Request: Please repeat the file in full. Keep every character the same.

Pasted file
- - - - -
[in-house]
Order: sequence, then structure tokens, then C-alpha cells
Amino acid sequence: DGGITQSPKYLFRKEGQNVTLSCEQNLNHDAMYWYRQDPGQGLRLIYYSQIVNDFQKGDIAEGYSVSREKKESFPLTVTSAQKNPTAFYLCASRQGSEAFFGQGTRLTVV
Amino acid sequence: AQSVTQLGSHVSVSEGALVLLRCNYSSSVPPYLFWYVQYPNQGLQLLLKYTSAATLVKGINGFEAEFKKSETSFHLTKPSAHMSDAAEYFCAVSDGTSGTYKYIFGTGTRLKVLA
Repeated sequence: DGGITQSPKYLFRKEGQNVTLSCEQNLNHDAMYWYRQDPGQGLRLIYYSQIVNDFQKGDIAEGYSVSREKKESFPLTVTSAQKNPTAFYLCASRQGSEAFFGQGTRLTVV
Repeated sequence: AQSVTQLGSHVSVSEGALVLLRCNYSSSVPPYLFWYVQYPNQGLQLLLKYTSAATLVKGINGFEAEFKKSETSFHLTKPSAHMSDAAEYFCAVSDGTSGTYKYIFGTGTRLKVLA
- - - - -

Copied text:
[in-house]
Order: sequence, then structure tokens, then C-alpha cells
Amino acid sequence: DGGITQSPKYLFRKEGQNVTLSCEQNLNHDAMYWYRQDPGQGLRLIYYSQIVNDFQKGDIAEGYSVSREKKESFPLTVTSAQKNPTAFYLCASRQGSEAFFGQGTRLTVV
Amino acid sequence: AQSVTQLGSHVSVSEGALVLLRCNYSSSVPPYLFWYVQYPNQGLQLLLKYTSAATLVKGINGFEAEFKKSETSFHLTKPSAHMSDAAEYFCAVSDGTSGTYKYIFGTGTRLKVLA
Repeated sequence: DGGITQSPKYLFRKEGQNVTLSCEQNLNHDAMYWYRQDPGQGLRLIYYSQIVNDFQKGDIAEGYSVSREKKESFPLTVTSAQKNPTAFYLCASRQGSEAFFGQGTRLTVV
Repeated sequence: AQSVTQLGSHVSVSEGALVLLRCNYSSSVPPYLFWYVQYPNQGLQLLLKYTSAATLVKGINGFEAEFKKSETSFHLTKPSAHMSDAAEYFCAVSDGTSGTYKYIFGTGTRLKVLA